Flights in and out of Shetland resumed a normal full timetable today after a day of disruption caused yesterday by the reappearance of high-density ash from the Icelandic volcano Eyjafjallajokull.
In a statement early this morning air traffic control agency NATS said all airports in the country were able to open as of 7am thanks to the intervention of favourable wind conditons.
“The no fly zone imposed by the Civil Aviation Authority tracking the high density area of the volcanic ash cloud, has moved west overnight and has now cleared UK airspace.
“According to latest information from the Met Office, from 0700 (local) today (Thursday) all UK airfields will be available.
“We continue to maintain close dialogue with the Met Office and with the CAA, which is responsible for imposing no fly zones. We will issue any further notice as necessary.”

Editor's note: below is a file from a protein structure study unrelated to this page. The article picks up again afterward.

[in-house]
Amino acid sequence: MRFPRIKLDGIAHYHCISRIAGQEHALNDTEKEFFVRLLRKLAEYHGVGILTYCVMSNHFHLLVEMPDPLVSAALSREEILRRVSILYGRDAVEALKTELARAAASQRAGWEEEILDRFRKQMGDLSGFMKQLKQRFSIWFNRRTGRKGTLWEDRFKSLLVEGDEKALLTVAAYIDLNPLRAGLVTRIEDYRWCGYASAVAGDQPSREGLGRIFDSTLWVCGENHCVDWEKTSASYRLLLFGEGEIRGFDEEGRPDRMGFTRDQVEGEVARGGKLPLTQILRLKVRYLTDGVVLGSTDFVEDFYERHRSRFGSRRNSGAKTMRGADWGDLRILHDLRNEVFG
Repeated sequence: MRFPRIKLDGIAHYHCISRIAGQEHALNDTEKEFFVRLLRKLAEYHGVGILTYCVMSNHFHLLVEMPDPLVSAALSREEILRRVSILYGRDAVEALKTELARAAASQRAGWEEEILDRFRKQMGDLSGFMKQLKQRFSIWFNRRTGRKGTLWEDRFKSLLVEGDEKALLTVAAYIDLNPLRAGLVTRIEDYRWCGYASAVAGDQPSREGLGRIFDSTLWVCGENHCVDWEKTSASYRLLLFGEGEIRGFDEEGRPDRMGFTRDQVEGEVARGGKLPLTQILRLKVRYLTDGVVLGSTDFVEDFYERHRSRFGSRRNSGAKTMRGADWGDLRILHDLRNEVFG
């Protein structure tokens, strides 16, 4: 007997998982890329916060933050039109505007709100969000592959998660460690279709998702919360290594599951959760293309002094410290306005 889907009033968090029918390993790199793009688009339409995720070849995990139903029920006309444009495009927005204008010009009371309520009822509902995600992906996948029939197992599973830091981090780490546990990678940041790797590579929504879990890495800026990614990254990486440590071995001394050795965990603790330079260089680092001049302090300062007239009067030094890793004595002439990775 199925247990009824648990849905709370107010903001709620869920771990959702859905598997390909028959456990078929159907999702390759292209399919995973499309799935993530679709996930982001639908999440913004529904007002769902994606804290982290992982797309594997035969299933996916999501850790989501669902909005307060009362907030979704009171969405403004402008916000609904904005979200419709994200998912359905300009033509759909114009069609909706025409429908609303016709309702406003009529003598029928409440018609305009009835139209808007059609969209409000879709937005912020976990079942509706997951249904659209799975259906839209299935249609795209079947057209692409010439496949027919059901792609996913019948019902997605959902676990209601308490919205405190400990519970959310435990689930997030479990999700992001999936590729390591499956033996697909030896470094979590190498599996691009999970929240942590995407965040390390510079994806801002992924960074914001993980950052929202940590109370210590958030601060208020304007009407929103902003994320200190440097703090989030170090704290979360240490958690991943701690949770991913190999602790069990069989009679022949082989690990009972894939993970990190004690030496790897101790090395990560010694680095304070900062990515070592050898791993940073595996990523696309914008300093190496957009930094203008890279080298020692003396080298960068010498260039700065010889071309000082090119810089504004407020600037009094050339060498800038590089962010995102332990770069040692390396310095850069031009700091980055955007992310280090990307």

Jonathan Hinkles, commercial director of Loganair, said: “All Loganair services for today (Thursday 6th May) are planned to operate as scheduled. No fly zone restrictions have been removed from Scottish airspace following a change in the prevailing winds, which have taken the concentrated area of volcanic ash out to the west where it is clear of UK domestic air routes.
“Although the situation could still be subject to change depending on the weather and levels of volcanic activity in Iceland, the medium term forecasts indicate that no disruption to flights is anticipated over the next few days. In the event that circumstances change, Loganair will issue flight information updates as soon as possible thereafter. We would like to take this opportunity to thank our customers once again for their patience and understanding.”
Flights between Glasgow and Sumburgh were suspended yesterday and the Edinburgh flight redirected to Aberdeen for passengers to be bussed to the capital, with an extra flight from Aberdeen laid on last night.
The ash cloud caused eight days of disruption last month when flights across much of Europe were grounded. A re-assessment by aircraft manufacturers and regulators about safe limits eventually led to airspace being reopened.